"How will my sister and her husband support their kids?" One woman's plea to Aussie families.

Every job is hard. Some require your utmost attention to detail, some mean you have to constantly keep ahead of the game, heck, some need you to keep people alive, even if you don’t particularly want to.

One of the hardest jobs I have ever seen anyone do is farming, more specifically dairy farming. When my sister met and fell in love with my now brother-in-law about five years ago I knew little to nothing about dairy farming. They still collected all the milk in a pail… right? Wrong.

Life on the farm. Image supplied.

Over the years I have witnessed how hard my brother-in-law, and his family consisting of his mum, dad and three brothers work to keep their large dairy farm in Gippsland not just functioning, but profitable. Watch Waleed Aly discuss the dire circumstances of Australian milk farmers on The Project below (post continues after video). From twice a day milkings of their 600+ cows, to work days of at least 15 hours, and balancing family life with the mental, emotional and physically gruelling aspects of living at your place of work, dairy farming is not a career that should be entered into lightly. Image supplied.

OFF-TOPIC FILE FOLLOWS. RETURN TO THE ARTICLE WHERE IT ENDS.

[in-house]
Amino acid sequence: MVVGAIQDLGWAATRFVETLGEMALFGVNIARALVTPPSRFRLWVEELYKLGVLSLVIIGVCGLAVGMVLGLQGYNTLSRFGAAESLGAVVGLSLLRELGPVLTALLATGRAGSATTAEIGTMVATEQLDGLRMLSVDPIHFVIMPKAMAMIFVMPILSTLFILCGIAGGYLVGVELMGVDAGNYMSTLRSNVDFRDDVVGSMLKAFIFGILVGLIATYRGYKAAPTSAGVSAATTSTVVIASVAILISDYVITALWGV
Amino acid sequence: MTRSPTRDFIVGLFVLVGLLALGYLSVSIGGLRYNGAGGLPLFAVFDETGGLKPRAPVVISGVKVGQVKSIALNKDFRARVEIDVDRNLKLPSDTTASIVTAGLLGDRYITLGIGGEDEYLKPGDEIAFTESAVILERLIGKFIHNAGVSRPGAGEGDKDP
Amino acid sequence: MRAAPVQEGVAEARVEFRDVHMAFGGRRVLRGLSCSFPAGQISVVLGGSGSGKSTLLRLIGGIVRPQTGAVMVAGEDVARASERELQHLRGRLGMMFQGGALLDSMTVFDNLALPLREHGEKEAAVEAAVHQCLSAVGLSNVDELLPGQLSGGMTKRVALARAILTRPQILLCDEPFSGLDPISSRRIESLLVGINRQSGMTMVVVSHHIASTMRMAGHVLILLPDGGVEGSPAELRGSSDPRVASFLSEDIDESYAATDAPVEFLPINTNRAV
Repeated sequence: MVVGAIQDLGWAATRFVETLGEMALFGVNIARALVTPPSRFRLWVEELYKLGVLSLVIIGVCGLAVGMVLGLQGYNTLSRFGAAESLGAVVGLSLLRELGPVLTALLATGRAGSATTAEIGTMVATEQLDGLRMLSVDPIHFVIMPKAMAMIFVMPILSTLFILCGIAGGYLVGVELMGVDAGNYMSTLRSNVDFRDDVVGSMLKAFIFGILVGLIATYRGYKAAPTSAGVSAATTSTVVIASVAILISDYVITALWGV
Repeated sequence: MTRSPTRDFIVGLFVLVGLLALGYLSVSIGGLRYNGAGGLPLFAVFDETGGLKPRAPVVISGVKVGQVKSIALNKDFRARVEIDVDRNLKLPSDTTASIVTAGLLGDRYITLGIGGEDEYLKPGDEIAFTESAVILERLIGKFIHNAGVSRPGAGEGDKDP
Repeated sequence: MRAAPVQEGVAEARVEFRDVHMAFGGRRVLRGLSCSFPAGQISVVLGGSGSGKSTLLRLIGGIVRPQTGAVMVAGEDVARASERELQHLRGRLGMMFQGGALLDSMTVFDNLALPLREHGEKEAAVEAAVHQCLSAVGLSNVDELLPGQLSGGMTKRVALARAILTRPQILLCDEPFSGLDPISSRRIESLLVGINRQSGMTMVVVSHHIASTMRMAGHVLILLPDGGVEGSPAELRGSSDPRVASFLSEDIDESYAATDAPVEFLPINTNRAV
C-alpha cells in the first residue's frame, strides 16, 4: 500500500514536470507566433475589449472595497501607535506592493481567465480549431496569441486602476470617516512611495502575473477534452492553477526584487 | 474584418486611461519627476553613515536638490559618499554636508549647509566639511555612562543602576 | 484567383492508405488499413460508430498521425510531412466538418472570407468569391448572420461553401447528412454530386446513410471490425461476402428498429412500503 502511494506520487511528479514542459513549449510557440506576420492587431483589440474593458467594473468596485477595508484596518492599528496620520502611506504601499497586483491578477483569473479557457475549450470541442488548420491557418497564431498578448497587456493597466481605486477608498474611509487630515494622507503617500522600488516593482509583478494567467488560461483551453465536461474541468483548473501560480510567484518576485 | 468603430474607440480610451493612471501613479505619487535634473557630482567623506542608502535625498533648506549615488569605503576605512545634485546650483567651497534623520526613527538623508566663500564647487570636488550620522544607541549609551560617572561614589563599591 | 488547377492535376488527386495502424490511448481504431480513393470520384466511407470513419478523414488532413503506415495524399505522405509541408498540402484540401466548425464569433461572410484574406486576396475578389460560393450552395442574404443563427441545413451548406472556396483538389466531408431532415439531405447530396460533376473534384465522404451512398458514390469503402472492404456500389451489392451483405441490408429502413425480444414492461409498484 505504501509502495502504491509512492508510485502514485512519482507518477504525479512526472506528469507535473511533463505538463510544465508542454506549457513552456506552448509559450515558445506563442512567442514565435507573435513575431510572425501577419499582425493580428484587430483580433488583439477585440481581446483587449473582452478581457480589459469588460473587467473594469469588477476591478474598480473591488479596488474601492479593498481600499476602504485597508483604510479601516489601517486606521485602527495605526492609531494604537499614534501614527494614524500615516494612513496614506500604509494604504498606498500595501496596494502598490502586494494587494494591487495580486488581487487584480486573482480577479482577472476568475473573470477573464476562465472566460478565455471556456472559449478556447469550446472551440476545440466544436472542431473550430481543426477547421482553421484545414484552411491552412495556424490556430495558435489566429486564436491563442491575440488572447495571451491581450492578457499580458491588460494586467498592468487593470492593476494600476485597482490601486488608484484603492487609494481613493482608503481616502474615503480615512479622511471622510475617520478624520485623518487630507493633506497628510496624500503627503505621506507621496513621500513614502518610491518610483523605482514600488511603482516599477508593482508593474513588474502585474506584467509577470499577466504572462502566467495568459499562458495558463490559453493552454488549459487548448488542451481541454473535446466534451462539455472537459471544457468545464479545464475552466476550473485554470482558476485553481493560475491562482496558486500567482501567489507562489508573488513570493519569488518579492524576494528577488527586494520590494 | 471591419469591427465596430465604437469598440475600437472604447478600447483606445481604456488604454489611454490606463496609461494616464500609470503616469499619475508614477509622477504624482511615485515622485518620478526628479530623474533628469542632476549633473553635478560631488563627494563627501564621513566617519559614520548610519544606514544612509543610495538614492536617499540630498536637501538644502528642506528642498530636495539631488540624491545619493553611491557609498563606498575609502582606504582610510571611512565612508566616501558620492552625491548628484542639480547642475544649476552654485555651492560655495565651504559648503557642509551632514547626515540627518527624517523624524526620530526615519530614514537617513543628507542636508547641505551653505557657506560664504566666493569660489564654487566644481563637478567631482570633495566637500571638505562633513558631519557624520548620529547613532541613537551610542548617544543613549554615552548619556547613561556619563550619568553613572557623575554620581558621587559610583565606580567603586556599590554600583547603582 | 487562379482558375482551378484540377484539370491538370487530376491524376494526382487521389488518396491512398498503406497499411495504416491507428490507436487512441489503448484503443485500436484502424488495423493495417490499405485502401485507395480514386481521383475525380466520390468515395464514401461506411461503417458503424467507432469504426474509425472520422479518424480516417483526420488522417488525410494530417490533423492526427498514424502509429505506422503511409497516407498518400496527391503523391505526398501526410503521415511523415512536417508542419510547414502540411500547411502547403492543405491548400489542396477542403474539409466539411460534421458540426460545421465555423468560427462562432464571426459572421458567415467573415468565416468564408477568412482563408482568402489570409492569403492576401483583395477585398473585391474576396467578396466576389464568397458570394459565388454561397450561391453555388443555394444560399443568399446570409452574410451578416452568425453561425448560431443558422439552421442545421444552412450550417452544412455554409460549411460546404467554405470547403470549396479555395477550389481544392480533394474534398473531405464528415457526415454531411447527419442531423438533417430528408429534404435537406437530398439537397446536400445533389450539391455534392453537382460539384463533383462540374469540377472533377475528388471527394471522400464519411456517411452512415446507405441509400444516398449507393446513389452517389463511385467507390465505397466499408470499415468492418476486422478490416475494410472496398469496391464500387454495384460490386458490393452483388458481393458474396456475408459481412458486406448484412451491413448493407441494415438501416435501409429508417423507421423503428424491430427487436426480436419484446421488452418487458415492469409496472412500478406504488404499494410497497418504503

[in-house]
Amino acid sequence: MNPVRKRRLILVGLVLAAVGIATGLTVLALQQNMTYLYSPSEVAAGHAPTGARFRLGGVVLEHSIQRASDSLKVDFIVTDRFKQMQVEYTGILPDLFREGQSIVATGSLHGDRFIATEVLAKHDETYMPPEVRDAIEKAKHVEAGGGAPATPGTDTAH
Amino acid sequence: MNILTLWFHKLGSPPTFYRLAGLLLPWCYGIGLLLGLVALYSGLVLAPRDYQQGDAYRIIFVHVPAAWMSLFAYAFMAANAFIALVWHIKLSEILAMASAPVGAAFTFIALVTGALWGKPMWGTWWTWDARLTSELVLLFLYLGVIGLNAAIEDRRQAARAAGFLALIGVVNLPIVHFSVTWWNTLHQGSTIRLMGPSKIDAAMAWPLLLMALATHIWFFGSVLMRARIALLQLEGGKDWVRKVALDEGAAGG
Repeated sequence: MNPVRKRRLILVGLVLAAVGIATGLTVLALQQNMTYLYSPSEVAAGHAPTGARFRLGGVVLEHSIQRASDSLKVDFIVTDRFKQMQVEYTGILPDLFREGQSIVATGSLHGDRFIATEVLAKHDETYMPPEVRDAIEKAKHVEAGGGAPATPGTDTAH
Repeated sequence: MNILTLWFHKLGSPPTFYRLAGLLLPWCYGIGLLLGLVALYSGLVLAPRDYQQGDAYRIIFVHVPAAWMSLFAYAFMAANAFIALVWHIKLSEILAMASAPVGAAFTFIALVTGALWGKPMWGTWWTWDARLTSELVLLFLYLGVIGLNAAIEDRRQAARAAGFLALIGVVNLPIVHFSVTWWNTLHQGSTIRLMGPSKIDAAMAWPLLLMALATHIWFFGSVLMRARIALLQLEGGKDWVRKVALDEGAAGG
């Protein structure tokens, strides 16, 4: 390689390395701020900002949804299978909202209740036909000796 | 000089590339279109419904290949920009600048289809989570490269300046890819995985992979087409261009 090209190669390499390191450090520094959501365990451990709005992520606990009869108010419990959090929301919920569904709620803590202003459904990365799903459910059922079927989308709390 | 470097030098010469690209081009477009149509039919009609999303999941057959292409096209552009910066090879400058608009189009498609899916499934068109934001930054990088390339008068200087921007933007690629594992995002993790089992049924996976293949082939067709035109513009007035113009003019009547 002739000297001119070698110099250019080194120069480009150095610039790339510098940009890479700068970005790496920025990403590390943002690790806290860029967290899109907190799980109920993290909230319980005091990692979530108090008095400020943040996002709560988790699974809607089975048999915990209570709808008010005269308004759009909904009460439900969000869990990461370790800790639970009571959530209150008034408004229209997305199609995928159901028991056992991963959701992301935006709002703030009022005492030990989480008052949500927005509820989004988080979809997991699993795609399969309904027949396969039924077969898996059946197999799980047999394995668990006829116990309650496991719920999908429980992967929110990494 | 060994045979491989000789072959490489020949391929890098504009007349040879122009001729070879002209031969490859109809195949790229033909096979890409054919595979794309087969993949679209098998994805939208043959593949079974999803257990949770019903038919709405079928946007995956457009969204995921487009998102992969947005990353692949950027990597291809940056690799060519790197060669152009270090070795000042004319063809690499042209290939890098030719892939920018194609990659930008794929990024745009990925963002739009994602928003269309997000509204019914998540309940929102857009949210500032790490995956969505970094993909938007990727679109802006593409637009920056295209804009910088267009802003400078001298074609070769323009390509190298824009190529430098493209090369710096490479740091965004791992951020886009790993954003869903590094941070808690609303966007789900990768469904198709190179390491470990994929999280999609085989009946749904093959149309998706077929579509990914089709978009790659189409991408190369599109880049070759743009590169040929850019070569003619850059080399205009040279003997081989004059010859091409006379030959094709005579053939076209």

It affects social events, either having to be in the middle of the day to avoid milking times, or knowing guests, even family members, will be attending in waves around when their milking schedule wraps up. Because yes, even on your brothers wedding day, the cows need to be milked twice a day or they could get sick, just like a mother can get mastitis or "dry up" if breastfeeding and pumping isn't maintained. It impacts on your finances, sure you may get a  cheque monthly, or quarterly from the overarching milk company, but once you pay for farm maintenance, keeping your equipment up to date to ensure your working at prime efficiency, and feeding your money makers (cows) there can't be much left to spare.

Image supplied.

I'm a terrible family member of people whose whole livelihood relies on the dairy industry. I don't eat much dairy, largely out of choice, partially out of medical reasons (too much upsets my tummy). But right now is when Australia needs to get behind our farmers, support the dairy industry, buy local branded products to keep these farms alive and functioning.

Image supplied.

When you're already making so little on a bi-product of so much time and energy, how can you keep going with the massive cuts by the big dairy corporations? How will my sister and her husband support their three beautiful young girls become confident young women, with a flare for life on the farm if the farm has to be broken apart and sold? How can we demand the best of the best Australian products, if all of our dairy has to start coming offshore?

Do your bit Australia.

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Enjoy that glass of milo, have that scoop of cookies and cream, sneak a slice of cheddar and all the while think of how much you're helping fellow Australians keep their livelihoods by buying branded Australian dairy products.